Teresa Colletti will be celebrating her 10th anniversary at South Florida Baptist Hospital this November, but it will be her first autumn as the hospital’s director of patient services.
“I have a tremendous passion for patient care and for nursing, because nurses really do so much for people to keep them healthy and safe,” Colletti said.
But, nursing was not always her aspiration. As she entered her college years, Colletti, then a semi-professional dancer and model, hoped to enter the world of performing arts.
“I was going to dance my way through life,” Colletti said. “Then my father sat me down and said, ‘No, you’re not. You’re going to go through school, and you’re going to be a nurse or a teacher.’”
Colletti, who had graduated high school with honors at 16, had loved studying science, so between those two options, she was drawn to health care.
“Within the first three months, I felt like it was meant for me,” Colletti said. “I actually did extremely well, and there was never a doubt in my mind that that’s where I was meant to be.”
After 39 years in her field, Colletti is accustomed to working in advanced settings such as emergency rooms and trauma centers. She has held leadership positions for 18 of those years.
In 2004, she came to South Florida Baptist Hospital to manage the ICU, PCU, department of cardiac rehabilitation and department of telemetry. She expected the job to be merely a transition for her.
“By the end of the first 12 to 14 months, I thought, ‘The people here won me over so much that I don’t care how much I have to do. I’m staying,’” Colletti said.
In 2010, her responsibilities shifted slightly, trading telemetry for the IR/cardiac cath lab. Then, in spring 2014, she began as the new patient services director, taking over for Karen Kerr, who was promoted to hospital president in February.
LIFE IN LEADERSHIP
Though she is now distinguished among hospital employees, Colletti does not want to be distanced from them.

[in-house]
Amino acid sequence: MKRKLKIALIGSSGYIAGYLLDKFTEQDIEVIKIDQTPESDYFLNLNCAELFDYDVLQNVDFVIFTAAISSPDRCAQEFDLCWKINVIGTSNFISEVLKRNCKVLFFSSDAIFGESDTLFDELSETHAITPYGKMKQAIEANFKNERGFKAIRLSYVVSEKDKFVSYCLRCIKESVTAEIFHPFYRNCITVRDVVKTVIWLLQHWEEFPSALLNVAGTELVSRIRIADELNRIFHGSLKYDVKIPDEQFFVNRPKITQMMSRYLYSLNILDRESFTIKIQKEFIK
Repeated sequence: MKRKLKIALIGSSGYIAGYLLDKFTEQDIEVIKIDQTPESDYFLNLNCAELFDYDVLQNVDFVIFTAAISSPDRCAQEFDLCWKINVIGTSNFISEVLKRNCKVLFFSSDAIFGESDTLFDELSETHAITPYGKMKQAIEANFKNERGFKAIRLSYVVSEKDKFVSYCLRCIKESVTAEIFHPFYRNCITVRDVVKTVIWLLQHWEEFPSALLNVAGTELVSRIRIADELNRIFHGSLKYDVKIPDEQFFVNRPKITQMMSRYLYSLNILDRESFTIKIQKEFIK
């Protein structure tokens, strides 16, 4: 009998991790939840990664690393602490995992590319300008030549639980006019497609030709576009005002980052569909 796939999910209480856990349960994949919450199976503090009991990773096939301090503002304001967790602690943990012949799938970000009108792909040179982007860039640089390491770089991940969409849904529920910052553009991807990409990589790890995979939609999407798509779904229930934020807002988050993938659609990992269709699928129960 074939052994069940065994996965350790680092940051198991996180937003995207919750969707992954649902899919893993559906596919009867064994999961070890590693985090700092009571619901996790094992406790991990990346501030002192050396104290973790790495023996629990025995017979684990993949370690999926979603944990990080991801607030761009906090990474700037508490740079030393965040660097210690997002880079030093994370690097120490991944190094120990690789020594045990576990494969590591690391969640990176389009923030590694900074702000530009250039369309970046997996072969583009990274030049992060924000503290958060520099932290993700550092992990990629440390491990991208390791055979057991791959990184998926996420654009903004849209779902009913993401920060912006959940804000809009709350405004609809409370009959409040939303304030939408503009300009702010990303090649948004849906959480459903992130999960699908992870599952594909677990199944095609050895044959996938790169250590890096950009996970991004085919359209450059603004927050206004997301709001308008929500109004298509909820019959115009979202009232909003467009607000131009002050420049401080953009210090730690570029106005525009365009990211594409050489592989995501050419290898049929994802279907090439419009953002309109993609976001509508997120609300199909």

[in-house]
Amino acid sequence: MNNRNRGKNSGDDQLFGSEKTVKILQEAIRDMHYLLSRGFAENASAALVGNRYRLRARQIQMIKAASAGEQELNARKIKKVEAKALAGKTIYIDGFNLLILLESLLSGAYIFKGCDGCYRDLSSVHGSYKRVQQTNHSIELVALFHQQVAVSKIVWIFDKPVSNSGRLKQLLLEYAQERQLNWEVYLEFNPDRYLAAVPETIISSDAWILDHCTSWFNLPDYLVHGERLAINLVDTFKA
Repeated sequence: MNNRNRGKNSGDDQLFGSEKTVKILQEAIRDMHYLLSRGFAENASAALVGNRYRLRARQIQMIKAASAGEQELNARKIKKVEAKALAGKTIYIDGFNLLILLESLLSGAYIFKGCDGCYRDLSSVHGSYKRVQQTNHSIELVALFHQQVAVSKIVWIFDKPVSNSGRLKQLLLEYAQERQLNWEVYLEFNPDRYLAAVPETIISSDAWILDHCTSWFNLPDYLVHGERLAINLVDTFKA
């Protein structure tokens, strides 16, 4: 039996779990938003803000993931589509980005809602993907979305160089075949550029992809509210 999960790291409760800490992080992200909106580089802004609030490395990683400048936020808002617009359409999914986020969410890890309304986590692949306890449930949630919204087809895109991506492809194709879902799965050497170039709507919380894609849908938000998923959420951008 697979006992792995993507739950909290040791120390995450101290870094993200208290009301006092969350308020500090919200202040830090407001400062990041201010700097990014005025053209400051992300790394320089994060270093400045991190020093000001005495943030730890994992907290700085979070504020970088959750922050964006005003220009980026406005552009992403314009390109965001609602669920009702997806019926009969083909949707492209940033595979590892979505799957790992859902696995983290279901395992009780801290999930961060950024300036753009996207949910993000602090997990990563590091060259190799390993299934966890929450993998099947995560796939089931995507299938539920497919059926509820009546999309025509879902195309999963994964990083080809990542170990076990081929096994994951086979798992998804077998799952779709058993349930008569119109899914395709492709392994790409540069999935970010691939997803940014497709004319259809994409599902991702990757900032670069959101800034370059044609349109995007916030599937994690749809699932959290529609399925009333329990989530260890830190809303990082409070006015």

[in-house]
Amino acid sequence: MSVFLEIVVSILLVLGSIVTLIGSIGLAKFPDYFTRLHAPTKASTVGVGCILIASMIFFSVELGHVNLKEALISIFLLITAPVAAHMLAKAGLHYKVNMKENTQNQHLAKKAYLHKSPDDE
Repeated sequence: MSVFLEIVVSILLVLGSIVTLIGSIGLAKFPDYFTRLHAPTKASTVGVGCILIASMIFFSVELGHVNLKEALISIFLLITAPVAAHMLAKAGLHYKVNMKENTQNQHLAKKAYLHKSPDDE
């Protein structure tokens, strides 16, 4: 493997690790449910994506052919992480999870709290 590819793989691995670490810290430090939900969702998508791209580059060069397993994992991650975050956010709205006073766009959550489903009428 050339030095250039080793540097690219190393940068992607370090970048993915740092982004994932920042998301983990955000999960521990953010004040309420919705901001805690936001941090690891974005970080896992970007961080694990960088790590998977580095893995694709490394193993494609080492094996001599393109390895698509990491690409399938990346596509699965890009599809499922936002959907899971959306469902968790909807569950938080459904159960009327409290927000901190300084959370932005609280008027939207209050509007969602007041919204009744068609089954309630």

“I’m not one of those closed-office kind of people,” Colletti said.
When she walks through the hospital corridors, she makes an effort to talk with staff to stay connected. That’s important for their growth, she said.
One of Colletti’s challenges as patient services director has been switching to a mentality that takes all of the hospital’s departments into consideration.
“I’ve always had the critical-care arena,” Colletti said. “When I make a decision now, I have to remember that it’s for everybody, not just one area, and I have to remember how they’re all interconnceted.”
But, because she has an extensive background in healthcare, all of those areas are familiar to her.
“What makes me happy is the team has expressed their excitement,” Colletti said. “They hug me and thank me, and tell me they’re so happy that I’m in this position, and that’s what keeps me going.”
Colletti is full of goals and ideas for the hospital, relating to patients’ practical needs and employees’ work environment.
“Patients seem to be sicker these days,” Colletti said. “We have a higher volume than we’ve had before.”
She hopes to add another 16 beds to the ICU within the next year, and eventually another operating room because of the high demand for robotics and surgeries.
As a nursing professional herself, Colletti understands the needs of the other nurses at the hospital and wants to help them meet those needs. She is a big advocate for education and motivates her team to pursue advanced degrees, she said. Currently, Colletti is working on a master’s degree in nursing at Florida Southern College, which she will finish in December 2015.
Though she is thriving in her new position, Colletti said she does greatly miss caring for patients directly.
“When I finish my degree, I’ll probably work on the side, on the weekends, taking care of patients somewhere,” Colletti said. “If the good Lord keeps me healthy, I’m probably just going to keep going. I don’t see myself ever stopping.”
Contact Catherine Sinclair at email@example.com.